In all the above mentioned cases, the main leaders of the Tudeh and Fadayian Majority (the majority split of the mass party, Fadayian, which actually was larger than the Tudeh, but followed the Tudeh’s Moscow-dictated line on each and every matter) had a completely friendly approach towards the regime. Instead of using the attacks to win new bases of support they alienated themselves from it and split all the best social elements of the revolution.

A lot of other left groups that courageously opposed Khomeini and fought against him suffered from other problems that did not allow them to lead a mass movement of workers against the Islamic regime. We have already mentioned that the majority of the Guerrillaist Fadayian split and went over to support the Tudeh Party. However, the Fadayian Minority and other splits still adhered to a lot of guerrialist and Stalinist ideas (such as the two-stage theory that was widely shared) that prevented them from effectively leading the workers and masses. It is to be noted that the dominant ideas of these groups were very backward and pre-Marxist. To use the analogy of the Russian Revolution, the dominant Fadayian ideas were not even Menshevik but Narodnik! (Individual “terrorism”, guerrillaism, etc.)

Also failing were the then followers of the so-called United Secretariat of the Fourth International under the political leadership of Ernest Mandel. There were two groups of Trotskyists formed in Europe and the United States that initially united to form the Hezbe Kargaran Sosialist (Socialist Workers’ Party) and had a more or less correct understanding that led them to grow to a few hundred members and open offices in a few cities. But the line of defence of Khomeini as an “anti-imperialist” and the idea of uniting with the “progressive bourgeoisie” came to dominate this party as well, represented by people like Babak Zahrayi, and this led to splits where the majority wing effectively became proponents of a left version of the same Pro-Khomeini position as the Tudeh.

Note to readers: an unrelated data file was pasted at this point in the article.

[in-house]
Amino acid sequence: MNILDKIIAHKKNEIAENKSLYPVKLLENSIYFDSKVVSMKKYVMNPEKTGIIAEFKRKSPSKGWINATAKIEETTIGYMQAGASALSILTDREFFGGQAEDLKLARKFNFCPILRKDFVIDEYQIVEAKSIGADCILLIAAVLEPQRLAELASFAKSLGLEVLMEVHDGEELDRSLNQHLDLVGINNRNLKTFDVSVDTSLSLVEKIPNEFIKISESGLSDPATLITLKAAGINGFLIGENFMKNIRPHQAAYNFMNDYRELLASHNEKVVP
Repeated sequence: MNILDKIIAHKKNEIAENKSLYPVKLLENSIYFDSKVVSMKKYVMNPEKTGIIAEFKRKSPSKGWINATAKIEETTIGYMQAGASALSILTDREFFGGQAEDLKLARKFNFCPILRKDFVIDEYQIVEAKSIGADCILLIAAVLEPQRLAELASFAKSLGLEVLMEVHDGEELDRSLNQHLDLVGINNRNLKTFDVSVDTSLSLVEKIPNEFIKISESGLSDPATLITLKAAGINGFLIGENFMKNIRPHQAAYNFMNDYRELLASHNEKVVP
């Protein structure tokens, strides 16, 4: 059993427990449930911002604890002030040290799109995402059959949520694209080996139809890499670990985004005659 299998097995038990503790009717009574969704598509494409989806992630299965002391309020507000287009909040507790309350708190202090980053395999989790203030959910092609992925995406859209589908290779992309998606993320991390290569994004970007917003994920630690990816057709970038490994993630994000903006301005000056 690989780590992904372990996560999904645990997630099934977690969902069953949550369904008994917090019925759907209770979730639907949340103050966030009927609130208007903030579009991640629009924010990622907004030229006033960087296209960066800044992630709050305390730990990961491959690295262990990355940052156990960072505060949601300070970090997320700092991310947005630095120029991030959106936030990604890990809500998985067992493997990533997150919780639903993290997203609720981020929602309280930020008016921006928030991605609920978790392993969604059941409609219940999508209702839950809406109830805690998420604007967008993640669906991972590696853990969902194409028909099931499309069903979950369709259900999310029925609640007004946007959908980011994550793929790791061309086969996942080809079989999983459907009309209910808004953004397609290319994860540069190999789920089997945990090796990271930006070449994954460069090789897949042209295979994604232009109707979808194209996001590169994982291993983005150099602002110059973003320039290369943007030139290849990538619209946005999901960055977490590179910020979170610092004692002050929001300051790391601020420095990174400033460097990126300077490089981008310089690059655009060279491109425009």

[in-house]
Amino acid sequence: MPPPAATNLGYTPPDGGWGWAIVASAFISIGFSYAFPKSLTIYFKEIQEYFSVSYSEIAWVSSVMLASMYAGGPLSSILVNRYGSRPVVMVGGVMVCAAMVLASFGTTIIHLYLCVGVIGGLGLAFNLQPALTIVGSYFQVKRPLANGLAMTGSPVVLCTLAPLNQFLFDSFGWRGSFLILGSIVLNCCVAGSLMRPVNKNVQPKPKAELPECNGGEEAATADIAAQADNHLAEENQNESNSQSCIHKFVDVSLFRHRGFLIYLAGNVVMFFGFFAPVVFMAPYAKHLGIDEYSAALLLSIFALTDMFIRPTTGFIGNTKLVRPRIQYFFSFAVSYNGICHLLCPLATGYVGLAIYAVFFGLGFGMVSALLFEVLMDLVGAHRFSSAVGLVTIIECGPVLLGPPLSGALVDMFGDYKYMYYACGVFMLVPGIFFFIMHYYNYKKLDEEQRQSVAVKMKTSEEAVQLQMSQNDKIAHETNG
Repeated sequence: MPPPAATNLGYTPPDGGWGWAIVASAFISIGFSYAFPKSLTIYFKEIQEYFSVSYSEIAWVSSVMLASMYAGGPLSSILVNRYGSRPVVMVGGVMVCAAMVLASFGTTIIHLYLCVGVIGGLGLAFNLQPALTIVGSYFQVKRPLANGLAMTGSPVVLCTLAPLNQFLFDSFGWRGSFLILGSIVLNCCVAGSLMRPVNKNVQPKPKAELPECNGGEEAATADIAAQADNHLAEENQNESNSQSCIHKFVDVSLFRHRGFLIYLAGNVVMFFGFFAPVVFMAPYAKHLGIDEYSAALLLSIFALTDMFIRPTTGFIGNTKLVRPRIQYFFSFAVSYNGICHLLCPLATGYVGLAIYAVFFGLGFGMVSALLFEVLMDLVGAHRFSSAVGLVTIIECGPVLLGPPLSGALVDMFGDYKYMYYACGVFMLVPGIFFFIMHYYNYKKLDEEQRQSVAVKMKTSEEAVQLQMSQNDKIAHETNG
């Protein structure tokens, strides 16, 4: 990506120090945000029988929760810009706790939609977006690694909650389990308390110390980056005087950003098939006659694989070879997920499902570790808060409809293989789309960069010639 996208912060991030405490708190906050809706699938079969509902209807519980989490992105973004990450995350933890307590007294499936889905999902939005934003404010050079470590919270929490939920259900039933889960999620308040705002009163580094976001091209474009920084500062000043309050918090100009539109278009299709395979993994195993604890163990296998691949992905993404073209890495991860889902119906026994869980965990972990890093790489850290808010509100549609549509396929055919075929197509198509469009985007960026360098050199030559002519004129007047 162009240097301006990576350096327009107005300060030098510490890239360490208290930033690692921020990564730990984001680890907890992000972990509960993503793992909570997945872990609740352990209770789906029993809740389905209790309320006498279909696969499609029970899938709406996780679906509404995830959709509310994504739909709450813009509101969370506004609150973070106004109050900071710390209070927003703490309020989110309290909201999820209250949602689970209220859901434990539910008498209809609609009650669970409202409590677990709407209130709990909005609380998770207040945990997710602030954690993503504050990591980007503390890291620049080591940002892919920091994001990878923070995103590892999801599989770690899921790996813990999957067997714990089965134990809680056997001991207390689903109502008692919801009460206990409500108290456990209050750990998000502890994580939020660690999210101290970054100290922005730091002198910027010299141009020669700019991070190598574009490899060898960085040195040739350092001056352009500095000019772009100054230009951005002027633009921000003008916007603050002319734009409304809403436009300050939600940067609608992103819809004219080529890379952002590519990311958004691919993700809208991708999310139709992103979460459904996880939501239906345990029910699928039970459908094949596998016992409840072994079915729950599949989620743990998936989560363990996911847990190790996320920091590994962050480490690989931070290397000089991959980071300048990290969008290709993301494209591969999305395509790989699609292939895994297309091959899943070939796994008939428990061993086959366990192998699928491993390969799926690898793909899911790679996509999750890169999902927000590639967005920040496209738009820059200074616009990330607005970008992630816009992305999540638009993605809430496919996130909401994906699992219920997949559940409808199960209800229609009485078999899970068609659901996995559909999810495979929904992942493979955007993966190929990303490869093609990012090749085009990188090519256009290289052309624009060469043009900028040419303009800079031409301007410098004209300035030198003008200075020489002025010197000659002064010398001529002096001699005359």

In this process of crushing the left groups, the regime rested firmly on different layers. One was made up of sections of the bazaaris who were incorporated into the regime and rewarded with many lucrative concessions. Another was a wing of the bazaaris who were actually supporters of the liberal National Front who led the provisional government. Lastly they rested on huge layers of the urban poor. The shanty dwellers being completely crushed and left to rot at the bottom of society for years were now being made to feel that they could become someone. This layer was the most loyal and most useful to the regime in its attempt to crush all other classes.

But even the honeymoon with the liberal bazaaris did not last long. After pushing them out of government they were attacked with the same weapons used by the Shah. By the year 1983 they too were crushed and their main leaders jailed.

The revolution was defeated by the clerical leaders leaning on different classes and layers to crush others and being the only one standing at the end. The so-called Communist leaders in the Tudeh, Fadayian Majority and anyone else who followed their line played a treacherous role in supporting the regime in every attack before they were themselves attacked and jailed in 1983.